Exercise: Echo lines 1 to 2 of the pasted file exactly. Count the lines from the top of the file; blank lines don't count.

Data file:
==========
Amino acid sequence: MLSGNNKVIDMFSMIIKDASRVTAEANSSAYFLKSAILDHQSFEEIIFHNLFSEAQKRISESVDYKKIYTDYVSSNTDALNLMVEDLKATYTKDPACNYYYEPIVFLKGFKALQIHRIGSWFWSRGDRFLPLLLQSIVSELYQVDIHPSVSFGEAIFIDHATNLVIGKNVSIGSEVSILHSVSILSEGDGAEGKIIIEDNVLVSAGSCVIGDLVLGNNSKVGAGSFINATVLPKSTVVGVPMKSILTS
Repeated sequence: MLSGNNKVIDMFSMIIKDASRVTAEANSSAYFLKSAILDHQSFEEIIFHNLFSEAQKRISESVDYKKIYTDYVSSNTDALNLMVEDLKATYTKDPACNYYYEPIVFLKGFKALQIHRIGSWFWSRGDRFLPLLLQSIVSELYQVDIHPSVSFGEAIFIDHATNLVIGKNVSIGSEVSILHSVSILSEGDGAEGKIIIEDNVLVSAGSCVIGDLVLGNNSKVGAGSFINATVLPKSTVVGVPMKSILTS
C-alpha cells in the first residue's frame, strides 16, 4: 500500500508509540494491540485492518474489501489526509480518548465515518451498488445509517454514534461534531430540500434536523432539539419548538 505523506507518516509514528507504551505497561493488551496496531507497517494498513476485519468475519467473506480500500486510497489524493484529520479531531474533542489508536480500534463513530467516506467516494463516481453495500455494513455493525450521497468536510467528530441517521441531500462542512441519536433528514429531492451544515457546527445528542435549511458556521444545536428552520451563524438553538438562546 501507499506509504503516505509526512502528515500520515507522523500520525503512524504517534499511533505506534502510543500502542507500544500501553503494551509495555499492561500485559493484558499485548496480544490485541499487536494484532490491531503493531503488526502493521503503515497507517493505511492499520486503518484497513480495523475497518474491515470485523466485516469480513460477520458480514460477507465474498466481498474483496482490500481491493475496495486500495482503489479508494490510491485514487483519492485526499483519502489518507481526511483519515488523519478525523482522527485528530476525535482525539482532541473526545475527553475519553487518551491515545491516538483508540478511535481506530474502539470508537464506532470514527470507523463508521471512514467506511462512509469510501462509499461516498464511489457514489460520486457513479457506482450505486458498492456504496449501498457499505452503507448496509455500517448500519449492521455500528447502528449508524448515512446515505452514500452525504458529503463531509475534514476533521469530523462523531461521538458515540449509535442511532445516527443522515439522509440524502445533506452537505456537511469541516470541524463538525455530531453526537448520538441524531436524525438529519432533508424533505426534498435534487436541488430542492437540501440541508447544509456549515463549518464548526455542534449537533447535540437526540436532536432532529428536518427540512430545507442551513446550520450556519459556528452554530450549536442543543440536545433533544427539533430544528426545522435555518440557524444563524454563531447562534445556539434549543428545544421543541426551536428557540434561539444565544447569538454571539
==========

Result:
Amino acid sequence: MLSGNNKVIDMFSMIIKDASRVTAEANSSAYFLKSAILDHQSFEEIIFHNLFSEAQKRISESVDYKKIYTDYVSSNTDALNLMVEDLKATYTKDPACNYYYEPIVFLKGFKALQIHRIGSWFWSRGDRFLPLLLQSIVSELYQVDIHPSVSFGEAIFIDHATNLVIGKNVSIGSEVSILHSVSILSEGDGAEGKIIIEDNVLVSAGSCVIGDLVLGNNSKVGAGSFINATVLPKSTVVGVPMKSILTS
Repeated sequence: MLSGNNKVIDMFSMIIKDASRVTAEANSSAYFLKSAILDHQSFEEIIFHNLFSEAQKRISESVDYKKIYTDYVSSNTDALNLMVEDLKATYTKDPACNYYYEPIVFLKGFKALQIHRIGSWFWSRGDRFLPLLLQSIVSELYQVDIHPSVSFGEAIFIDHATNLVIGKNVSIGSEVSILHSVSILSEGDGAEGKIIIEDNVLVSAGSCVIGDLVLGNNSKVGAGSFINATVLPKSTVVGVPMKSILTS